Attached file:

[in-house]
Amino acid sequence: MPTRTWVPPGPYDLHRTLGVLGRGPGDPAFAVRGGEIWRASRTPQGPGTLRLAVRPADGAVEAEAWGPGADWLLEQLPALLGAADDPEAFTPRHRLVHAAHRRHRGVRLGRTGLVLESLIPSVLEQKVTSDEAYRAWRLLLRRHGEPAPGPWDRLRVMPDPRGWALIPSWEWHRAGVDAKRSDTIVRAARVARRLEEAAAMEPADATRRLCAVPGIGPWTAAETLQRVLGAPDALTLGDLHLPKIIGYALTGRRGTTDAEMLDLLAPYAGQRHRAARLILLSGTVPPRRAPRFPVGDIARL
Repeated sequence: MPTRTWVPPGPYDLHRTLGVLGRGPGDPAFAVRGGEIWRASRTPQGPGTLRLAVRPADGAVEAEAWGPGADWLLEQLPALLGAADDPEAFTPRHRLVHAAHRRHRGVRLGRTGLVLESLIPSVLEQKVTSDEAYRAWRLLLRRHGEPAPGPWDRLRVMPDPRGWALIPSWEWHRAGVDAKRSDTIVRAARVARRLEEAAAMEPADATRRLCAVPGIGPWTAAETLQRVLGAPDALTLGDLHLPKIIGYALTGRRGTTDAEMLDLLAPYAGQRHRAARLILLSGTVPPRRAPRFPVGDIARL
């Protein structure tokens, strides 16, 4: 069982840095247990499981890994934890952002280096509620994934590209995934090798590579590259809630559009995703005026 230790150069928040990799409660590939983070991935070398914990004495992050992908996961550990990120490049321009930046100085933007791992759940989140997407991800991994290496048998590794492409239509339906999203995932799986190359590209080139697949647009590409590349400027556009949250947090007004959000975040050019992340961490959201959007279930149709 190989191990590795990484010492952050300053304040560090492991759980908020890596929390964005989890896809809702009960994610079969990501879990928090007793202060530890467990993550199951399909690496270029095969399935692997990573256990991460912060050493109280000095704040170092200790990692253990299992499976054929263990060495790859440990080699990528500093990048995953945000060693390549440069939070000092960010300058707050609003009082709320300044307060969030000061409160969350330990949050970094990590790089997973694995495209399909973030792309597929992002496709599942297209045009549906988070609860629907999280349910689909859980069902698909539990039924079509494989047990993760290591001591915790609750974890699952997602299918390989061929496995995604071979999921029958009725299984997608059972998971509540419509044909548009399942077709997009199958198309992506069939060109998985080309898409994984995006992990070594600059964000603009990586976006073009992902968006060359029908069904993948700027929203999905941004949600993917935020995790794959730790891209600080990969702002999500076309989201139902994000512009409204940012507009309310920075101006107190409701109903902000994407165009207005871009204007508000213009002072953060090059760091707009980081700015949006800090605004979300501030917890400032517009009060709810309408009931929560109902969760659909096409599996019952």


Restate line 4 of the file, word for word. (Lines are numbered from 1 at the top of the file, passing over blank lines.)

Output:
């Protein structure tokens, strides 16, 4: 069982840095247990499981890994934890952002280096509620994934590209995934090798590579590259809630559009995703005026 230790150069928040990799409660590939983070991935070398914990004495992050992908996961550990990120490049321009930046100085933007791992759940989140997407991800991994290496048998590794492409239509339906999203995932799986190359590209080139697949647009590409590349400027556009949250947090007004959000975040050019992340961490959201959007279930149709 190989191990590795990484010492952050300053304040560090492991759980908020890596929390964005989890896809809702009960994610079969990501879990928090007793202060530890467990993550199951399909690496270029095969399935692997990573256990991460912060050493109280000095704040170092200790990692253990299992499976054929263990060495790859440990080699990528500093990048995953945000060693390549440069939070000092960010300058707050609003009082709320300044307060969030000061409160969350330990949050970094990590790089997973694995495209399909973030792309597929992002496709599942297209045009549906988070609860629907999280349910689909859980069902698909539990039924079509494989047990993760290591001591915790609750974890699952997602299918390989061929496995995604071979999921029958009725299984997608059972998971509540419509044909548009399942077709997009199958198309992506069939060109998985080309898409994984995006992990070594600059964000603009990586976006073009992902968006060359029908069904993948700027929203999905941004949600993917935020995790794959730790891209600080990969702002999500076309989201139902994000512009409204940012507009309310920075101006107190409701109903902000994407165009207005871009204007508000213009002072953060090059760091707009980081700015949006800090605004979300501030917890400032517009009060709810309408009931929560109902969760659909096409599996019952």